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Sun's Open (Source) Embrace

Database with IBM roots is now part of the Java Enterprise System

Charles Babcock

December 16, 2005

1 Min Read

Sun Microsystems has always been dismissive of IBM's open-source initiatives. But finding itself in need of a database to add to its Java Enterprise System software lineup, Sun has swallowed its pride and said it will adopt an open-source database with IBM roots.

Sun last week said it will offer Derby, a lightweight Java relational database, to Java developers to embed in applications so they can capture data and keep it readily accessible without relying on an outside database. Key parts of the Java Enterprise System, such as Directory Server and Identity Manager, would benefit from an embedded database.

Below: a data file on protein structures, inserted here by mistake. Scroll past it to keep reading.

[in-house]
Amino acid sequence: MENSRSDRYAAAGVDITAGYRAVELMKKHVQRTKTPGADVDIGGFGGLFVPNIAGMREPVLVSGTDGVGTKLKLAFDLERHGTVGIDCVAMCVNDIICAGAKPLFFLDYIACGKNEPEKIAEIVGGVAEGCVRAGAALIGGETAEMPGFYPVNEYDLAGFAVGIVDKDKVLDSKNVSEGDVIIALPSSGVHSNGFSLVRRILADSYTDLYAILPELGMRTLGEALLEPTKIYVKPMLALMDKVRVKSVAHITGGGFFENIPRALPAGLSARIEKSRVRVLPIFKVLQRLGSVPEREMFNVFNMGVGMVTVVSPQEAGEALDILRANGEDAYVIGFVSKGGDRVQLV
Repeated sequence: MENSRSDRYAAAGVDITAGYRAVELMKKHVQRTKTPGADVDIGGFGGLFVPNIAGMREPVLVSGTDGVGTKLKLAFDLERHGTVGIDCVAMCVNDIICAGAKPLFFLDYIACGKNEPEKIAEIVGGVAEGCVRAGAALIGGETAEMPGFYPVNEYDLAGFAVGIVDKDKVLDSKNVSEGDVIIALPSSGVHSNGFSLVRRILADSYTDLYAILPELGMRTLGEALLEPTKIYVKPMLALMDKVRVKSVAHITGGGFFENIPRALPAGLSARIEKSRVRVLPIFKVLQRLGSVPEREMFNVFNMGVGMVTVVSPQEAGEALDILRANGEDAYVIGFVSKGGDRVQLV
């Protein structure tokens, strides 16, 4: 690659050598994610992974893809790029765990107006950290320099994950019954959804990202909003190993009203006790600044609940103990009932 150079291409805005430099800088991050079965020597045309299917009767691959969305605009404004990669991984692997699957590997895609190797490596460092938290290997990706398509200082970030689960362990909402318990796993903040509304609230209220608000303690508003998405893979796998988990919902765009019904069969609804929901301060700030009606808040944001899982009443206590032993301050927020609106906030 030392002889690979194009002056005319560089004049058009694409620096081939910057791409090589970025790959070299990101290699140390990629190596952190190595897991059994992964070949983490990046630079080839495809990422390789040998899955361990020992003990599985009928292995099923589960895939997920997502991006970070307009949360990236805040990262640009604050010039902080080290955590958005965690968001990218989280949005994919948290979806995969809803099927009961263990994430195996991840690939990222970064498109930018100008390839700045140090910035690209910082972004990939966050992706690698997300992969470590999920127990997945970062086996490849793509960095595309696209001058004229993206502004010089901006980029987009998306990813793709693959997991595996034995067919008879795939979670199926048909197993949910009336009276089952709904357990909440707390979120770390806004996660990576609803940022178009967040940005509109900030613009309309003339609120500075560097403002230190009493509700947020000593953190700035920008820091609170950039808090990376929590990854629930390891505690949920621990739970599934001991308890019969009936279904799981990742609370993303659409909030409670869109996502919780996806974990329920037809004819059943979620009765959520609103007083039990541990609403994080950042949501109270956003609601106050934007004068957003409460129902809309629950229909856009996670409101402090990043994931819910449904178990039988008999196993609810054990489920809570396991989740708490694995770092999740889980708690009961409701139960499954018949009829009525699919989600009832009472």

Sun will get Derby from the Apache Software Foundation, but it's based on the Cloudscape database, which IBM donated to the foundation for open-source use. IBM acquired Cloudscape in 2001 when it bought Informix Software.

Sun's move isn't as surprising as it appears. The company has supported Derby's development alongside IBM as an Apache open-source project, and it counts 30 contributors to Derby from within its developer ranks. Derby "is a great fit for Java developers," says John Loiacono, Sun's senior VP for software. Sun is making all elements of the Java Enterprise System available as open-source software.

About the Author(s)

Charles Babcock

Editor at Large, Cloud

Charles Babcock is an editor-at-large for InformationWeek and author of Management Strategies for the Cloud Revolution, a McGraw-Hill book. He is the former editor-in-chief of Digital News, former software editor of Computerworld and former technology editor of Interactive Week. He is a graduate of Syracuse University where he obtained a bachelor's degree in journalism. He joined the publication in 2003.

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